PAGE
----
Mark Ritson on Branding: Two sides of sponsor's coin

Mark Ritson
Mark Ritson

Unlike Tiger Woods, reports about John Terry's private life will not damage his endorsement deals.

Last December there were two big marketing scandals. First, there was Tiger Woods' fall from ice-cool sporting demigod to damaged love-cheat.

Then there was the scandalous inability of an array of experts to predict correctly the impact of Woods' misdeeds on his sponsorship deals.

In case you had forgotten how wrong they were, I have helpfully provided a sample at the foot of this column. As PR Week observed in December, marketers were 'unanimous in their verdicts that Woods' image will not be damaged in the long term'.

If ever we needed proof that most pundits in the world of sports sponsorship and celebrity endorsement are buffoons, here it was, in spades. This is one thing they are supposed to know about, and they managed to be 100% incorrect in their assessments. Not just wrong, but dead wrong. Two months on and we have fresh grist for the sports celebrity scandal mill. John Terry has allegedly been engaging in Woodsian quantities of shagging with the partner of former Chelsea team-mate, Wayne Bridge.

This time around, however, you might have noted a stark absence of expert commentary on the subject. Look as hard as you like - despite acres of media coverage, no marketer wants to go on record and say whether Terry will lose lucrative deals with the likes of Samsung, Umbro and Carlsberg.

So allow me to step in. Terry might have lost the England captaincy but he will not lose his sponsors. Brands select celebrities for different reasons. In the case of Woods, they loved his control, invulnerability and precision. That is why he was able to pick up millions from brands including Tag Heuer and Accenture that had nothing directly to do with golf. His cheating was not just morally reprehensible, it was in total contradiction to these associations, Woods lost everything as a result.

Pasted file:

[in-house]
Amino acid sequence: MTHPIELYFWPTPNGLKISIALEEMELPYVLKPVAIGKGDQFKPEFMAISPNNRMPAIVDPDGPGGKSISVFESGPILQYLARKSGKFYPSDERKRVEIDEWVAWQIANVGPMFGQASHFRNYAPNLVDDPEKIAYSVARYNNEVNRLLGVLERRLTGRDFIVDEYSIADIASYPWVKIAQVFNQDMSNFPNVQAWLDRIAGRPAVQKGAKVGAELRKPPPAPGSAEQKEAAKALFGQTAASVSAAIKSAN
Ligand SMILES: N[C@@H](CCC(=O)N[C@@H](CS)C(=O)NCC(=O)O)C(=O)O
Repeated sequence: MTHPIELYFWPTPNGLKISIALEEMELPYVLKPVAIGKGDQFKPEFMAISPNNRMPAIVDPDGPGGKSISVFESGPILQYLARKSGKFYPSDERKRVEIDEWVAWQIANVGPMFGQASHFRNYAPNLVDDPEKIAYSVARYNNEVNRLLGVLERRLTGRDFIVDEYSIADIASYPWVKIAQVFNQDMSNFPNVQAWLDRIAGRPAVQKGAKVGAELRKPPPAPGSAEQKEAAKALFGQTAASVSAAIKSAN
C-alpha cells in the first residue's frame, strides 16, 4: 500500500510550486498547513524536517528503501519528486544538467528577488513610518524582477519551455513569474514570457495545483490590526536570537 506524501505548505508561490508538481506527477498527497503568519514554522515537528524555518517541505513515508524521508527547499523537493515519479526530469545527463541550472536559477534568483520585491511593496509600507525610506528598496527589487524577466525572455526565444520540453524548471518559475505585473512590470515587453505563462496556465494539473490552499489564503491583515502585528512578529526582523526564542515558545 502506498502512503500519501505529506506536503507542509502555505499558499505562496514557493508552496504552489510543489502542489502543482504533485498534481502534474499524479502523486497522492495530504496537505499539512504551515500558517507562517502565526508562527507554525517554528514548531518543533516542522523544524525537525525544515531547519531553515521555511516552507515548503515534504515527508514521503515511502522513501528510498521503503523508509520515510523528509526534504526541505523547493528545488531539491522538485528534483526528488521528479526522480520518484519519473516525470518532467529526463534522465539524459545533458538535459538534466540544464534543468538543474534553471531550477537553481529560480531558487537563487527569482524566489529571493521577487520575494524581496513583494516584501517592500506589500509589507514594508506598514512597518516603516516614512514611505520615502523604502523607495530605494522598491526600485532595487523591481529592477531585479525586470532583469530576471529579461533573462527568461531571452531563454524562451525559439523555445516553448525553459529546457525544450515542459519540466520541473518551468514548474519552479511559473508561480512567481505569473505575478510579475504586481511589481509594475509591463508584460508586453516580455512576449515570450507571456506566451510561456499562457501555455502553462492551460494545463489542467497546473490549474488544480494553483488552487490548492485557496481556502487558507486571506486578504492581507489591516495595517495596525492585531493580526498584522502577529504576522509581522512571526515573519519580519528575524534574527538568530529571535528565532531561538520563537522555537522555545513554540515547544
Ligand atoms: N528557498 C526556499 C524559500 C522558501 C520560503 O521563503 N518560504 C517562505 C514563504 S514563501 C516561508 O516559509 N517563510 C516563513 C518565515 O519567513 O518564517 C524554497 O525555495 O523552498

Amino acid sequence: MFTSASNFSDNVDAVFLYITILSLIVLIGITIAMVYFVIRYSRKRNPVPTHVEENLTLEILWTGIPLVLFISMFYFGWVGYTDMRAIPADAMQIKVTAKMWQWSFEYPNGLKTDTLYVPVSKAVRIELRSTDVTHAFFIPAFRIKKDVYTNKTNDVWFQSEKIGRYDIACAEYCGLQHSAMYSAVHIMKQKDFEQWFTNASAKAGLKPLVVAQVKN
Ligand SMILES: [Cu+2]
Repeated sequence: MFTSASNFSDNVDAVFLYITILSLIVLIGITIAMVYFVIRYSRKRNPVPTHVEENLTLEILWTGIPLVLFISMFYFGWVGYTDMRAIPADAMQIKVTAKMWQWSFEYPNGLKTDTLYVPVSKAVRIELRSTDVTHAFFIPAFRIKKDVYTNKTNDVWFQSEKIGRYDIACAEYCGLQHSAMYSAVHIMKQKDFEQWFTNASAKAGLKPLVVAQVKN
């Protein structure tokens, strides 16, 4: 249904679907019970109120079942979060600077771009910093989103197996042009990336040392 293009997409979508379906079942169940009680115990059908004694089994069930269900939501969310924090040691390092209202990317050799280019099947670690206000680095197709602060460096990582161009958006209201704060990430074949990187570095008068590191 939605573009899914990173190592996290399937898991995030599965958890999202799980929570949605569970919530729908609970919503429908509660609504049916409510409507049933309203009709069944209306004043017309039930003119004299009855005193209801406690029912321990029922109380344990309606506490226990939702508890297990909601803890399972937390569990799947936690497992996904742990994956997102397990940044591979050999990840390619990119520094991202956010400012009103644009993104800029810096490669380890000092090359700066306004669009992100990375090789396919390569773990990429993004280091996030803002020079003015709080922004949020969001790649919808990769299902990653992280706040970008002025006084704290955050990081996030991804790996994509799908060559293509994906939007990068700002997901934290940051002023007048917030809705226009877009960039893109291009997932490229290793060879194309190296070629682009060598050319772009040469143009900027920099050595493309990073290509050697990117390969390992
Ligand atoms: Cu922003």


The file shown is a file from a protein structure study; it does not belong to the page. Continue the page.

Terry is a very different kind of celebrity. For starters he looks like the kind of bloke that would have a crack at your missus given half a chance. He comes across as tough, aggressive and ever-so-slightly dodgy. That is why he attracted such an abysmally low level of endorsement income while holding the England captaincy.

Terry's biggest sponsorship deal, with Umbro, is tied to his strength and aggression on the field and nothing to do with his character off it. Cheating on his wife does not run counter to Terry's existing reputation as a bad boy, nor will it disrupt his playing ability. He underlined this fact with another sterling performance on Sunday. His limited sponsorship appeal will endure.

Woods cheats on his wife - his sponsors desert him. Terry does the same - and he keeps them. This apparent inconsistency makes sense if you stop applying generic rules to the business of celebrity endorsement and see each star for what they are - completely different bundles of meaning.

Take two extreme cases. Nothing Keith Richards does will ever damage his reputation or reduce his attraction to sponsors such as Louis Vuitton, because his celebrity is built on adventure, rule-breaking and endurance. To paraphrase Nietzsche - what does not kill him, will make his sponsorship appeal stronger. Meanwhile, poor old Daniel Radcliffe, who plays Harry Potter, went through media hell last year because he was snapped smoking something that looked like a joint.

The difference is not hypocrisy, it is a matter of celebrity association. This is welcome news for Terry, who may have lost the England captaincy but appears to have kept his wife and his tie-up deals - and that is two up on Tiger.

- Mark Ritson, PPA columnist of the year (business media), is an associate professor of marketing and consultant to some of the world's biggest brands


- Braben director of sport Rachel Froggatt: 'Over the long term, this won't damage Woods much. In fact, it shows a previously unseen human side to his character, which makes him more relatable. I don't think he will lose any sponsors of note, as he is far too valuable, but you will see them reshape the way they communicate around him.'

- Sports PR company director Caroline McAteer: 'He is still the number-one golfer in the world. Brands associated with him on a sports level such as Nike will probably find the stories make no difference to his appeal.'

- Antony Marcou, managing director, Sports Revolution: 'If Tiger Woods starts missing cuts then that might make a difference ... if someone does leave him, then some other smart brand will pick him up.'

- Mark Ritson, your humble columnist: 'Most of Tiger's sponsors look set to make the most of their morality clauses in their contracts and drop him ... He not only cheated on his wife, he cheated on his image. That's one crime the sponsors never forgive.'


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